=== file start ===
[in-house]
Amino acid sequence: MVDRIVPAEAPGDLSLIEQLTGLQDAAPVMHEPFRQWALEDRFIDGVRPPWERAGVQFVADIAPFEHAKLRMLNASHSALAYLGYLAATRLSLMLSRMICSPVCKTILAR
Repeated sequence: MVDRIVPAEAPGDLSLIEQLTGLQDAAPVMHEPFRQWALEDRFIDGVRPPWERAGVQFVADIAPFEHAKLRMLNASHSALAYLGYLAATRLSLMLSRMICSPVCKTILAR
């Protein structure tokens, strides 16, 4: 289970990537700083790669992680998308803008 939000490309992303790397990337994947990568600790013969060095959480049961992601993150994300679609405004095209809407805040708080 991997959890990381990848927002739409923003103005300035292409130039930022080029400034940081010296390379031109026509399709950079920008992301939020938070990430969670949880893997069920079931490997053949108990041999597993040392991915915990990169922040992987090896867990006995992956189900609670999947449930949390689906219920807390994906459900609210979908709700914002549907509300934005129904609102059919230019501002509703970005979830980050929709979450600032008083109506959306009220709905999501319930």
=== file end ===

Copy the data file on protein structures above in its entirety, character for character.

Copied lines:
[in-house]
Amino acid sequence: MVDRIVPAEAPGDLSLIEQLTGLQDAAPVMHEPFRQWALEDRFIDGVRPPWERAGVQFVADIAPFEHAKLRMLNASHSALAYLGYLAATRLSLMLSRMICSPVCKTILAR
Repeated sequence: MVDRIVPAEAPGDLSLIEQLTGLQDAAPVMHEPFRQWALEDRFIDGVRPPWERAGVQFVADIAPFEHAKLRMLNASHSALAYLGYLAATRLSLMLSRMICSPVCKTILAR
């Protein structure tokens, strides 16, 4: 289970990537700083790669992680998308803008 939000490309992303790397990337994947990568600790013969060095959480049961992601993150994300679609405004095209809407805040708080 991997959890990381990848927002739409923003103005300035292409130039930022080029400034940081010296390379031109026509399709950079920008992301939020938070990430969670949880893997069920079931490997053949108990041999597993040392991915915990990169922040992987090896867990006995992956189900609670999947449930949390689906219920807390994906459900609210979908709700914002549907509300934005129904609102059919230019501002509703970005979830980050929709979450600032008083109506959306009220709905999501319930």